Further, according to the SEBI order, DLF explained: “There is no disability in law barring a person from investing in shares merely because she is a ’Housewife’ by profession. Nor can there be an adverse inference regarding the veracity and validity of the share acquisition by such person because the purchase consideration has been advanced from the joint account held by her and her spouse.”
Therefore, the developer argued, that just because “spouses of certain employees of DLF were shareholders of Felicite” it cannot be concluded that Felicite—and resultantly, Sudipti and Shalika—is a subsidiary of DLF.
The Rs20 lakh loans
But when SEBI started digging into the bank accounts of the three “housewives”, which they jointly held with their husbands, it discovered an unusual string of transactions.
Shortly before payments were made from Padmaja Sanka, Madhulika Basak and Niti Saxena’s bank accounts to purchase shares in Felicite, all three accounts were credit with Rs20 lakh each. These monies, according to the SEBI order, came from personal loans extended by Kotak Mahindra Bank to the the husbands: Ramesh Sanka, Surojit Basak and Joy Saxena.
These DLF employees, the order explained, then “transferred the said amounts of Rs20 lakh each to their own bank accounts jointly held with their spouses on November 28,2006, November 10, 2006 and December 16, 2006, respectively. From these bank accounts money was transferred to ICICI bank account no. [redacted] of Felicite.”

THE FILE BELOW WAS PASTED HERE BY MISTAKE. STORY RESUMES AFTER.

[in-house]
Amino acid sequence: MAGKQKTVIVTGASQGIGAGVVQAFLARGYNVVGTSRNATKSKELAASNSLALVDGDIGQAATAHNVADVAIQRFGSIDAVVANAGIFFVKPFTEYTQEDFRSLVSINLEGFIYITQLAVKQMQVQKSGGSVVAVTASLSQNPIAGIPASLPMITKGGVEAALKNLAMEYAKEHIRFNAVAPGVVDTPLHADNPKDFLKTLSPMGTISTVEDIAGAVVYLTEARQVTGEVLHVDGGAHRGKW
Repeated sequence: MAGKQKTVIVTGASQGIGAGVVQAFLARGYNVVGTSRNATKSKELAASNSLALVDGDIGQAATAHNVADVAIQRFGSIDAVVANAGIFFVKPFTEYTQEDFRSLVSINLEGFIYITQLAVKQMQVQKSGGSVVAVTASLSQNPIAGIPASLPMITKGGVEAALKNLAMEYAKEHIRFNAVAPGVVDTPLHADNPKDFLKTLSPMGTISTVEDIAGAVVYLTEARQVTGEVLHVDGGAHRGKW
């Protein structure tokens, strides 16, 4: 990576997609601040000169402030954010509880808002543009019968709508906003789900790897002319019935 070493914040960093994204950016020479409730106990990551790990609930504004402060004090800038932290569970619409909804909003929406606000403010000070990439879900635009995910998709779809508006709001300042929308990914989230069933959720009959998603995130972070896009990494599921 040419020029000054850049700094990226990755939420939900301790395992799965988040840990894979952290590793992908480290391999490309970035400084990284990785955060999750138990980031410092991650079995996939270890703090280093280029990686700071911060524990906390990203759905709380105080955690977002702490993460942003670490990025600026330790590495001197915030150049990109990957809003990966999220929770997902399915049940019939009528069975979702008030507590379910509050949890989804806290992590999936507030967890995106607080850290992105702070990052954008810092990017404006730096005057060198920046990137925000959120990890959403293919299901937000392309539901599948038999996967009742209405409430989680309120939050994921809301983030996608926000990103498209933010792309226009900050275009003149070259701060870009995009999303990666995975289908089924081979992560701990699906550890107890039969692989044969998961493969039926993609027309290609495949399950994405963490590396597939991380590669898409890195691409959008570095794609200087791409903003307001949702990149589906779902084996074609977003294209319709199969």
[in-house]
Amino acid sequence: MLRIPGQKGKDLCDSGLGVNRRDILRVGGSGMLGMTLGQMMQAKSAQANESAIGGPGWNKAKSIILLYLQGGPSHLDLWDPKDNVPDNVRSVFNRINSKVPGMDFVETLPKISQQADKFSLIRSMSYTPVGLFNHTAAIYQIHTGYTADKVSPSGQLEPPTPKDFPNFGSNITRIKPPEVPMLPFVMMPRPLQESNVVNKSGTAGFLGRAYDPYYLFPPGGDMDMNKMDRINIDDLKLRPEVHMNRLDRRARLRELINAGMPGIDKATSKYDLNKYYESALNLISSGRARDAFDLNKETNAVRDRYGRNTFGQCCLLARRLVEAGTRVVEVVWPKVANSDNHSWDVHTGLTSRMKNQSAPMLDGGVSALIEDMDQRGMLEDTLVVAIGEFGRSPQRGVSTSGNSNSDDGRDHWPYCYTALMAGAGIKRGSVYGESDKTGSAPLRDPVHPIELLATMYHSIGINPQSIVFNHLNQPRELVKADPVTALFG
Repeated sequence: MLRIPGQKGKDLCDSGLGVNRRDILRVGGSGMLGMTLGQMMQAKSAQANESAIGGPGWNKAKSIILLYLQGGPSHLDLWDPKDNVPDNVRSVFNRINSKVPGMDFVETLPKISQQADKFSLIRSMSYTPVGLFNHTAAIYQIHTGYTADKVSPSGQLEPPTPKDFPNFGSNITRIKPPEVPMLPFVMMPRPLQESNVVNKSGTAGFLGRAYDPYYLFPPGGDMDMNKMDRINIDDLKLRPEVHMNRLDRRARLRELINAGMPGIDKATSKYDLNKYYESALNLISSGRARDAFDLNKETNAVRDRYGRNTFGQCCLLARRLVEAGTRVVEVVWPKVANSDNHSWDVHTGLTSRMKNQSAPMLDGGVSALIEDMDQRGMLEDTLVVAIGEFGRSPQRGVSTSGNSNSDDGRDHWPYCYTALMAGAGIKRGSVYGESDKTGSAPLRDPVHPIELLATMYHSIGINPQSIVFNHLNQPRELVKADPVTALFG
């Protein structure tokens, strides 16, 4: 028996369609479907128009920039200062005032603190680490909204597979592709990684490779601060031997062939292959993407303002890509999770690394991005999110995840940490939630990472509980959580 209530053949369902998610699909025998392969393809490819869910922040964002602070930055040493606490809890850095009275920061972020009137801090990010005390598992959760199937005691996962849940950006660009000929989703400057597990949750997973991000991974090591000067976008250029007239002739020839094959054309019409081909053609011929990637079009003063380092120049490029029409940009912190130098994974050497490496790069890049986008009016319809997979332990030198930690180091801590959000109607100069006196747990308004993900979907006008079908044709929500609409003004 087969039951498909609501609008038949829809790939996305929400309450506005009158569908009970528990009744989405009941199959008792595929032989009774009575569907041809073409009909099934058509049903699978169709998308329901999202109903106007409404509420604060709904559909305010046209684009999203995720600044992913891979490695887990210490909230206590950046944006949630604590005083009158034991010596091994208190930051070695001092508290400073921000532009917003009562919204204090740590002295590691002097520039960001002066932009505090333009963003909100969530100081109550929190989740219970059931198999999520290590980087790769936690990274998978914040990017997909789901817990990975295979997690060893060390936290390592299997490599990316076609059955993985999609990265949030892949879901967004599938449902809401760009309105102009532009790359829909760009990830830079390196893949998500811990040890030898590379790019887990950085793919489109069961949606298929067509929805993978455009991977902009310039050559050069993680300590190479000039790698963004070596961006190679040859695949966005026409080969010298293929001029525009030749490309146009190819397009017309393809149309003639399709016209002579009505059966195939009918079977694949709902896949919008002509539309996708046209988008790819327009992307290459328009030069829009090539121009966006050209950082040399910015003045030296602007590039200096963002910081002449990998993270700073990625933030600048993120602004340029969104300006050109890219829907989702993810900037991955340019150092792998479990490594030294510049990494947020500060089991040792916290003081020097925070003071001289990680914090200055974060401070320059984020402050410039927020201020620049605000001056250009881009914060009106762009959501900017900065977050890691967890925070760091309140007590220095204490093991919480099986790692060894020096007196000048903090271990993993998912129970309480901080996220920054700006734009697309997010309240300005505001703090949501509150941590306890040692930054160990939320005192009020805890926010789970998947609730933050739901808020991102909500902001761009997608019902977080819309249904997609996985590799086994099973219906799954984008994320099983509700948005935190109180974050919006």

Kotak Mahindra Bank extended similar loans to seven DLF executives, and transfers of Rs20 lakh to Felicite were made from the accounts of four of these executives, according to the SEBI order.
On December 14, 2006, Felicite allotted 200,000 shares each to 10 individuals, who were all spouses of DLF executives, employees, or directors of group companies in DLF.
Apart from the three original “housewives”—Padmaja Sanka, Madhulika Basak and Niti Saxena—who now held 10.10% each, the seven new shareholders now owned 9.5% each. These included Meenakshi Gupta, Ritu Chawla, Sangeeta Gupta, Saroj Khanna, Mukta Jindal, Nishi Goyal and Seema Sethi.
“Thus, the personal loans taken by aforesaid personnel of DLF were utilized to buy shares of Felicite in the name of their respective wives,” the order explained.
And whenever the husband of a Felicite “housewive” shareholder left DLF—as in the case of Niti Saxena and her husand, Joy—the shares in the company were transferred to another DLF subsidiary or employee’s spouse. Also, personal loans taken by the employees to help their wives buy the shares in Felicite were repaid as the executives left DLF.
Moreover, even after all these shareholding transfer took place—from DLF subsidiaries to initially three “housewives” and finally, 10 spouses—there were no changes in the board of directors of the three companies. They continued to remain employees and retainers of DLF.
“Therefore,” SEBI concluded in its order, “DLF never lost control of Felicite, Shalika and Sudipti.”